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From Wikipedia, the free encyclopedia

Vincent Alsop (c. 1630 – 8 May 1703) was an English Nonconformist clergyman. His Mischief of Separation and Melius Inquirenduni became landmarks in the history of religious nonconformity.


Alsop was the son of the Rector of South Collingham,[1] Nottinghamshire and was educated at St John's College, Cambridge.[2] He received deacon's orders from a bishop, and settled as assistant-master in the free school of Oakham, Rutland. The Rev. Benjamin King took him under his wing, and he married King's daughter. He was thus converted to King's religious beliefs, and received ordination in the Presbyterian denomination, not being satisfied with that which he had from the bishop. He was presented to the living of Wilby, Northamptonshire, but lost it as a result of the Act of Uniformity 1662.[3]

After this he preached privately at Oakham and Wellingborough, and suffered accordingly. He was imprisoned for six months for praying with a sick person. A book against William Sherlock, dean of St Paul's, called Antisozzo (against Socinus), written in the vein of Andrew Marvell's The Rehearsal Transpros'd, made him a name as a wit. He was also invited to succeed the venerable Thomas Cawton (the younger) as independent minister in Westminster. He accepted the call and drew great crowds to his chapel.[3]

He published other books which showed a strong vein of wit, as well as great powers of reasoning. Even with John Goodman and Edward Stillingfleet for antagonists, he more than held his own. His Mischief of Impositions (1680) in answer to Stillingfleet's Mischief of Separation, and Melius Inquirenduni (1679) in answer to Goodman's Compassionate Inquiry, remain historical landmarks in the history of nonconformity.[3]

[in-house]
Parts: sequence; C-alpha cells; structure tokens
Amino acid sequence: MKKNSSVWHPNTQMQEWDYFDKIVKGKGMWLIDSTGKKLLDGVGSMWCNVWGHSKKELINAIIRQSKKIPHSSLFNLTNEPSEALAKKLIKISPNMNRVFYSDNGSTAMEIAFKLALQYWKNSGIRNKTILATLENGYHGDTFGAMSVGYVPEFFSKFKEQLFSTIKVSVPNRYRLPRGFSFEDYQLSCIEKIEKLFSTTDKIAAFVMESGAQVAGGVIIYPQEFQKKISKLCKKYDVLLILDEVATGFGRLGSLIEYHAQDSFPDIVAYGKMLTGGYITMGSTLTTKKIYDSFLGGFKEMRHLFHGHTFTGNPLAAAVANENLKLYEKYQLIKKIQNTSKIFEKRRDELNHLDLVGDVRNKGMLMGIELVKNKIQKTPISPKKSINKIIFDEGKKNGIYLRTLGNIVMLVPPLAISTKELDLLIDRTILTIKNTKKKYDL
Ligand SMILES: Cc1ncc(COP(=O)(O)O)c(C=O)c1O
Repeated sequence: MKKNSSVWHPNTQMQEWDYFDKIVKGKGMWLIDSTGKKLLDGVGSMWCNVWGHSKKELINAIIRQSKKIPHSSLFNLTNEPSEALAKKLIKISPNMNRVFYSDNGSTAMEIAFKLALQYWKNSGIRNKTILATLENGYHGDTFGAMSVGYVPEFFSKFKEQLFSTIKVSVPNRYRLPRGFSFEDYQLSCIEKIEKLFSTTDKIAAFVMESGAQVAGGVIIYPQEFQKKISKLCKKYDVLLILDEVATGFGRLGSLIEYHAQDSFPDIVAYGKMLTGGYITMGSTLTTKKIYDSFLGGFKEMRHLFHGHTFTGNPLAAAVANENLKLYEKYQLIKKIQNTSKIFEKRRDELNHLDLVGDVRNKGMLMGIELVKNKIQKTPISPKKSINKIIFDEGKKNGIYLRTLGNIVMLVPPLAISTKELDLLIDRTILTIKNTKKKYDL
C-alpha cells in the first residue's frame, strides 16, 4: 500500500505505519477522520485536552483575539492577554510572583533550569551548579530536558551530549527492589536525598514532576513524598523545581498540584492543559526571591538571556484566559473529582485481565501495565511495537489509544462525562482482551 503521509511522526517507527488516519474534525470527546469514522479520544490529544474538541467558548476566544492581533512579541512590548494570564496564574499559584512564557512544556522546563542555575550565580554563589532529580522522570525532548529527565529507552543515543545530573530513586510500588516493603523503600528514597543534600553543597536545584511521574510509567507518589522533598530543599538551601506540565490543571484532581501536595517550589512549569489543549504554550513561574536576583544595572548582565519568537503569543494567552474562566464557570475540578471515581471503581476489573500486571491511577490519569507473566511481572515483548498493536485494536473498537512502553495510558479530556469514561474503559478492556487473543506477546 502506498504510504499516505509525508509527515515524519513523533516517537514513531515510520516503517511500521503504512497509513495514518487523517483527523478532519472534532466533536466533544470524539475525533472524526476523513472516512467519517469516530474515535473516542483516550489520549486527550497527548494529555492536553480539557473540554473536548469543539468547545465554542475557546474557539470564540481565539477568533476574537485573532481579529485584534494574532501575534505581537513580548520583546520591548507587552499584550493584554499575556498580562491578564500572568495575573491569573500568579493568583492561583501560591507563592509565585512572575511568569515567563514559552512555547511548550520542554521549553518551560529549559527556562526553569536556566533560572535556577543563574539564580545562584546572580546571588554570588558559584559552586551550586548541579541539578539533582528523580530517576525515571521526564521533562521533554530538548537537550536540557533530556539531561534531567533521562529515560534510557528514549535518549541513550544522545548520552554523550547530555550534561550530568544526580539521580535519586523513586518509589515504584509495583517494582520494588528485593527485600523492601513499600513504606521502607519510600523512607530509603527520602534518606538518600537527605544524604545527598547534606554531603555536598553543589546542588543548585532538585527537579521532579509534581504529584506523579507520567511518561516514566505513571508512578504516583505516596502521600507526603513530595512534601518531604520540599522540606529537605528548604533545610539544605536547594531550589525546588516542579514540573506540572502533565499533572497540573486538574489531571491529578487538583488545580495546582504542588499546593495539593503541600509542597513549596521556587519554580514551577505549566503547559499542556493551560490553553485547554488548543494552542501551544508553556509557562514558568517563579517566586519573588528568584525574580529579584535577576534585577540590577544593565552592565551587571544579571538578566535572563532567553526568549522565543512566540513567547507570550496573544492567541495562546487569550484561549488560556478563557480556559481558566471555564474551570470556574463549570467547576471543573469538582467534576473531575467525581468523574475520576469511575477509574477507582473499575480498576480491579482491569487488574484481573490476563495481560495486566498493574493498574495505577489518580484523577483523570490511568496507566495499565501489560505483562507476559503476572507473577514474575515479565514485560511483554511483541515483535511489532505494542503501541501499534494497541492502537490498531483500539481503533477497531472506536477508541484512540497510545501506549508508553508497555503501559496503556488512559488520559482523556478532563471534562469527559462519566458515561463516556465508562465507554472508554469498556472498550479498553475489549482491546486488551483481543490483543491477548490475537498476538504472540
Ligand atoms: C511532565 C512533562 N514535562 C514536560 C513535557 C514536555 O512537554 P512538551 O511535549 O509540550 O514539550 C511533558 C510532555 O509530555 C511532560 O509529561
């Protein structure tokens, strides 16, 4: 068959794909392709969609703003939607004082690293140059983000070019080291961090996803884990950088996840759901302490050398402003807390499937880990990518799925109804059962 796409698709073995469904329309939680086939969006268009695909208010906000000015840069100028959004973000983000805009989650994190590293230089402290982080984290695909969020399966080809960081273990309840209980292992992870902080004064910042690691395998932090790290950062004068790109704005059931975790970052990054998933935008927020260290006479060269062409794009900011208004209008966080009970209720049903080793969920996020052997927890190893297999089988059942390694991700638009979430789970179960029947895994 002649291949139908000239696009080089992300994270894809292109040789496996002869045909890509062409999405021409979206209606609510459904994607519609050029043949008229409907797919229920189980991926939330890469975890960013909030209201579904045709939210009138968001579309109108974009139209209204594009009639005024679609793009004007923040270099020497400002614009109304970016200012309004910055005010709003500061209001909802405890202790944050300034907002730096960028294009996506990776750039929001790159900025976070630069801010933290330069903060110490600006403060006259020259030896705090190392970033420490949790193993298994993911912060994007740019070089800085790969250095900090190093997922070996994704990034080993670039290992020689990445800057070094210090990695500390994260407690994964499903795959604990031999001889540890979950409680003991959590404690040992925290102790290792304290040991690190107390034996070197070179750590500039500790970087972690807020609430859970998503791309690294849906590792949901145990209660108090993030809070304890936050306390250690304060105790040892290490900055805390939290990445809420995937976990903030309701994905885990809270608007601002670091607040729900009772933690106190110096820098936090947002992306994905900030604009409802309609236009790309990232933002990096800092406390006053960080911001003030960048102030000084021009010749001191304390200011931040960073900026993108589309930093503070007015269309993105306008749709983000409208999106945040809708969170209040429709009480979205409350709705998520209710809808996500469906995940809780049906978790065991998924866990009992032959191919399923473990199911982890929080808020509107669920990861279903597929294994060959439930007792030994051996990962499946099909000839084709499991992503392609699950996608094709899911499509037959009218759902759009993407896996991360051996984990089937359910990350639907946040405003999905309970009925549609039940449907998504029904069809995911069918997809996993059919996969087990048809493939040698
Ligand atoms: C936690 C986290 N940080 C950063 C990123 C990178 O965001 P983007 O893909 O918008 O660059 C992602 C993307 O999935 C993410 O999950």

As a result of the involvement of his son in alleged treasonable practices, he had to appeal to and obtained pardon from James II of England. This seems to have given a somewhat diplomatic character to his later years, inasmuch as, while remaining a nonconformist, he had a good deal to do with proposed political-ecclesiastical compromises.[3]

Two polemical works once thought to be his – A Reply to the Reverend Dean of St. Paul's Reflections on the Rector of Sutton, &c. (1681) and The Rector of Sutton Committed with the Dean of St. Paul's, or, A Defence of Dr. Stillingfleet's Irenicum (1680) – have also been attributed to the Nottingham Presbyterian John Barret.[4]


  1. ^ Venn, Cambridge Alumni
  2. ^ "Alsop, Vincent (ALSP647V)". A Cambridge Alumni Database. University of Cambridge.
  3. ^ a b c d  One or more of the preceding sentences incorporates text from a publication now in the public domainGrieve, Alexander James (1911). "Alsop, Vincent". In Chisholm, Hugh (ed.). Encyclopædia Britannica. 1 (11th ed.). Cambridge University Press. p. 757.
  4. ^ "John Barret". Oxford Dictionary of National Biography (online ed.). Oxford University Press. doi:10.1093/ref:odnb/1515. (Subscription or UK public library membership required.)


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This page was last edited on 14 January 2021, at 21:17
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